Contact creditors and other providers


This will take time, but it is a necessary step. For every service provider and creditor you have, take the time to contact them about your situation. Many have hardship plans that can reduce or suspend your payments. There may also be discounts available. A simple google search is not good enough here. Many of these providers do not advertise these kinds of provisions for fear they will be abused. In many cases you must ask. Don’t be afraid to ask and do spend the time here.

 

Health Care


Most Americans have their health insurance tied to their employer. If your spouse is employed, one option may be to sign up for insurance through your spouse’s employer. If this is not an option, you can pursue coverage through COBRA. In short, this is a program that allows you to continue for a period of time with the same coverage you had at your employer. Keep in mind, you will be paying for the cost which will be higher than what you were splitting with your employer before. Other options here could be a Medical Sharing Ministry, a plan on the healthcare exchange, or a short-term plan.

 

LinkedIn


Update your profile on LinkedIn to be as complete as you can. LinkedIn is the primary way many companies find new job candidates. Take time to update your profile with the same rigor you would a resume. Connect with some old colleagues to remind them you’re still around. LinkedIn will let you set alerts for jobs you might want and can easily apply for right in the app. Lastly, LinkedIn will let you choose a setting that notifies recruiters who are also on the platform you are seeking a job. This is a great way to let recruiters do some of the work for you and can lead to a recruiter contacting you proactively with an opportunity.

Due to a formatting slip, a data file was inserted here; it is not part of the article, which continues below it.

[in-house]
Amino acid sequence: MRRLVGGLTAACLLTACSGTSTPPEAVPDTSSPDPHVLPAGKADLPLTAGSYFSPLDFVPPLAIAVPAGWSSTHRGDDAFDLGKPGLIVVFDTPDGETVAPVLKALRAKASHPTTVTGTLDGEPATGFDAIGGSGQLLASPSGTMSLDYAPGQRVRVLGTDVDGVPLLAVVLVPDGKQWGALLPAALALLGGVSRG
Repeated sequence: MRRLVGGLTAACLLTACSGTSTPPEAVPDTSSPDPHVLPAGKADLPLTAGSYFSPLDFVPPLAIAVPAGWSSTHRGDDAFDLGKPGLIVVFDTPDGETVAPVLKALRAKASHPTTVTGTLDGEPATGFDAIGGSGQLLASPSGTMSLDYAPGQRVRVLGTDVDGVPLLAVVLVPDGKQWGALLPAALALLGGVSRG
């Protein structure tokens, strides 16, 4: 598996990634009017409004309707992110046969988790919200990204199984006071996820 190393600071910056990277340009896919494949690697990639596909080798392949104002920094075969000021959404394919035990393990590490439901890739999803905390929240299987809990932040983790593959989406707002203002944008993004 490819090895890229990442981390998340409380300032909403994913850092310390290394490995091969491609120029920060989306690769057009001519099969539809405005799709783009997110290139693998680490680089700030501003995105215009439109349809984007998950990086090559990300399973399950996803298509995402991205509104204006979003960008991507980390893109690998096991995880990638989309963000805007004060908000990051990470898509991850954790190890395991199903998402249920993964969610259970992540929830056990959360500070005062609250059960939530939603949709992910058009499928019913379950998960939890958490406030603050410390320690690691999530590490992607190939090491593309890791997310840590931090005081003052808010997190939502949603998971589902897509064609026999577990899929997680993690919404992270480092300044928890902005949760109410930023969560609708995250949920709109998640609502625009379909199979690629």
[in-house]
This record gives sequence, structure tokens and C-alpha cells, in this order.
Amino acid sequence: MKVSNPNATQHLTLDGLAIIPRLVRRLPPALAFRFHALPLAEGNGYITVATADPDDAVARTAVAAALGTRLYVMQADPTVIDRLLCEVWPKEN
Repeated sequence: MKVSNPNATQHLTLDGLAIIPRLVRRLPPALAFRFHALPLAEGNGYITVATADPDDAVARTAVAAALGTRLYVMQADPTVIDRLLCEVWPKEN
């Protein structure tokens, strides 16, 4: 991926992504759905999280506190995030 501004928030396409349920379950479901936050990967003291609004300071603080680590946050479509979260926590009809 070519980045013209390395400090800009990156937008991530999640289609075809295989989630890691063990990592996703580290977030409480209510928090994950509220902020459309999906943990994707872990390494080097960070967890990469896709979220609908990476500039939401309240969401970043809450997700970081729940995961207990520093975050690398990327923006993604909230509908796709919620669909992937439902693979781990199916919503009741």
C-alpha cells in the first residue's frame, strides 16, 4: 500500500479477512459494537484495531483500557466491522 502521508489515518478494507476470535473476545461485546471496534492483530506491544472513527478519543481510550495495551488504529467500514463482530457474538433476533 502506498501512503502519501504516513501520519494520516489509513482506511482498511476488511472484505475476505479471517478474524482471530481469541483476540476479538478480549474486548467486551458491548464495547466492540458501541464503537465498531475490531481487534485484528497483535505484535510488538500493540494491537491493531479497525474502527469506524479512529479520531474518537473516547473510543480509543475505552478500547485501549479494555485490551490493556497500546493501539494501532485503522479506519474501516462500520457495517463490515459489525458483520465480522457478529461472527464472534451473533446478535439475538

Contact Friends and Former Colleagues


Connections with former colleagues can be important if you need a reference at some point. This can also be a valuable source of information on new opportunities. A study found that 30% of hires came from referrals. Set yourself up for success here by keeping top of mind for people that know the great work you have done in the past and will do in the future. It can be awkward, but sometimes just coming out and saying to a friend; “I need a new job”, is the best way to go.


Resume


In an age of applying for jobs on company websites, resumes are still important. Take the time to tell your story using strong language to put your best foot forward. It is worth your time to make separate versions of your resume for specific opportunities you might be interested in. Carefully read a job listing for specific skills and make sure this same language is part of your resume. Finally, the resume you submit on company websites should be in Microsoft Word. Even if the company gives other file format options like PDF, always submit in Word. There are a few reasons, but the primary one is that the software robots that do the first pass on a resume work best with Word. Submitting in a format besides Word runs the risk your resume might not make it to a live person.

 

Job Hunting and Applications


Start scouting and applying for opportunities. Some potential employers move faster than others with their recruiting and interview process. The sooner you start, the sooner your potential new company will start their resume review process. Larger employers allow you to sign up for new job alerts or submit a general application. Speed is your ally here, so keep a vigilant watch on jobs that are at the top of your list.


The easiest path is to focus on the negative and the lack of employment. You do indeed, have a job. It's the preceding list. Your job is to do these things and as part of it, find a new job. Today's the first day so get to work. Better things are ahead.